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How to Become a Wildlife Detective!

Photo credit: David Cooper
Photo credit: David Cooper

As Oxfordshire bursts into bloom with the arrival of spring, you may not need much encouragement to get outside and immerse yourself in Oxfordshire's green spaces, but we're delighted to share a project that'll give you even more of an excuse!

This week, wildlife charity People's Trust for Endangered Species (PTES) launches its annual Living With Mammals survey, asking for volunteers to record sightings of wild mammals, to help conservation efforts. It's a great opportunity to encourage your friends or kids to explore wildlife too.

How to get involved

Photo credit: Clare Pengelly

The survey runs throughout April, May and June - you can choose your own 8-week slot (or longer, if you'd prefer!) within this period. Register here; choose a local green space - it doesn't matter whether it's in an urban, suburban or rural area as long as it's within 200 metres of a building; then spend anything from ten minutes per week to several hours observing the wildlife at your chosen site.

Don't have a garden? Have a look at our Parks and Open Spaces Guide to find a suitable spot.

What Will I See?

Photo credit: Benny Ryter

Last year's results recorded a British 'Big Five': grey squirrels, foxes, mice, hedgehogs and bats. The diversity of mammals varies from place to place (pine martens are sadly not resident to Oxfordshire, but are very common up in Scotland), but others to look out for include rabbits, badgers and moles. Trickier to spot furry friends might include stoats, otters and fallow deer (the ones in Magdalen College probably don't count!). Don't worry if you don't find much: small mammals tend to be nocturnal and are very good at hiding - so going at a time when the space is less busy such as early in the morning might yield better results. Have a look at PTES' Wildlife Spotting Tips for some advice on sharpening your mammal detective skills!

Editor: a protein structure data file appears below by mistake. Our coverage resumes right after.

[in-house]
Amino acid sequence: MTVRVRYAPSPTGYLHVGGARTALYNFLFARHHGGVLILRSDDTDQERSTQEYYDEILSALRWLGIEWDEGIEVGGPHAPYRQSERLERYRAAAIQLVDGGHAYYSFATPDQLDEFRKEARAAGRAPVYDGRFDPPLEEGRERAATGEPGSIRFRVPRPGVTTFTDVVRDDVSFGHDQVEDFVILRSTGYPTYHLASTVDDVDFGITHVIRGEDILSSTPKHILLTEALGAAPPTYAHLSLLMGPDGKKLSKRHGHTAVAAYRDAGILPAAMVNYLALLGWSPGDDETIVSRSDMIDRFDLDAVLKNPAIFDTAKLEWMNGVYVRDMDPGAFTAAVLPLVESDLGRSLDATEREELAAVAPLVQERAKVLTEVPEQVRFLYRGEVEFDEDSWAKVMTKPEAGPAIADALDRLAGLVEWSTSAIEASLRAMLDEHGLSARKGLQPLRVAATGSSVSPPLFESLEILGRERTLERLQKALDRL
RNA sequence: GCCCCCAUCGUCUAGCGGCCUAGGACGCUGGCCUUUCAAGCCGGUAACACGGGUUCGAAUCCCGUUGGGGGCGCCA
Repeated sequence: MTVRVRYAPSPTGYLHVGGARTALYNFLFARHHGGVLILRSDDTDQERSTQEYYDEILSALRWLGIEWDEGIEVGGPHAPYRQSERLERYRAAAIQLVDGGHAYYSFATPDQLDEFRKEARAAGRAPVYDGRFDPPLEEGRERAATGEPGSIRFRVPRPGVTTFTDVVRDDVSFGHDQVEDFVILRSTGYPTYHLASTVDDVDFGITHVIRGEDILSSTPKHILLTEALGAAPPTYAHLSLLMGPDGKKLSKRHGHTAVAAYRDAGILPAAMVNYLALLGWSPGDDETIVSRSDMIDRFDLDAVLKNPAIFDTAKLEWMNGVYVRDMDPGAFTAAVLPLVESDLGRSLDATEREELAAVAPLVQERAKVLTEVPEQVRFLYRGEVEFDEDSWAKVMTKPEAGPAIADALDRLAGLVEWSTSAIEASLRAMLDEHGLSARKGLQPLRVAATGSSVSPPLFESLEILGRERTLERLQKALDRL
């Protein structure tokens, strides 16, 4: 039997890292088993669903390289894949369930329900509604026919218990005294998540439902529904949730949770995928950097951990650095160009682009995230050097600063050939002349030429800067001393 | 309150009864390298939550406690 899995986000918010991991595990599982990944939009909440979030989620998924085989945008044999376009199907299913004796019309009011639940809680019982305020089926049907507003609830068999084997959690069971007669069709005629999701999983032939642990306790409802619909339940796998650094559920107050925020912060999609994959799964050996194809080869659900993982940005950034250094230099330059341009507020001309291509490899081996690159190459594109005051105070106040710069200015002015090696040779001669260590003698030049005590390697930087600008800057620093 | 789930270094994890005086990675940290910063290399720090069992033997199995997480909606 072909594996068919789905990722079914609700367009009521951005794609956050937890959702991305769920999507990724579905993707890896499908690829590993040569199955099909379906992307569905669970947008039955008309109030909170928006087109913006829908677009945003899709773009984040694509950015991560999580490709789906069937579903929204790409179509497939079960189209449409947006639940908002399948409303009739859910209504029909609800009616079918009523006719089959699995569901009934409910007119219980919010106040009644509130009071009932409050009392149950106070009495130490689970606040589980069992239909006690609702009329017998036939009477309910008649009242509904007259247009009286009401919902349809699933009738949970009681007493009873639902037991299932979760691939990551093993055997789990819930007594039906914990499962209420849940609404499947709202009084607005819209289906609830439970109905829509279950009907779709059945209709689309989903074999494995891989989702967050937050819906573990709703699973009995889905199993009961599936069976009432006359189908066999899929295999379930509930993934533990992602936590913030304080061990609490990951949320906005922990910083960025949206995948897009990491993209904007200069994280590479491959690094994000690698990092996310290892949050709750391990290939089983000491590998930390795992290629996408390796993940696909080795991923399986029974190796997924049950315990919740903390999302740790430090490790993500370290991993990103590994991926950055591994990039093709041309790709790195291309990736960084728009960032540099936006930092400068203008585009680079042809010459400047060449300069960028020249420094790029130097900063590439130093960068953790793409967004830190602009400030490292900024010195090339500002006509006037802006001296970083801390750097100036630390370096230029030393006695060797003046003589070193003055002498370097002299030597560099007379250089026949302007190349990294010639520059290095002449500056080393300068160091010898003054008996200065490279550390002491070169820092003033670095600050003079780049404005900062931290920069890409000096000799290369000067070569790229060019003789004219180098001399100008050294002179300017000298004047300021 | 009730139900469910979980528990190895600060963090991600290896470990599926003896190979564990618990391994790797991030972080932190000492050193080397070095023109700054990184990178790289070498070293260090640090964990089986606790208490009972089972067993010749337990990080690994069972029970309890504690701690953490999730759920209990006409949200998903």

How does this help?

This national survey will help wildlife experts to build a picture of our country's green spaces and the animals that live in them, helping to identify when a species is in trouble. By spending a few minutes each week observing wildlife, you could contribute to saving wild species from becoming endangered. We think that green spaces are a big part of what makes Oxford a special place to live, so anything that helps preserve these is worth your time.

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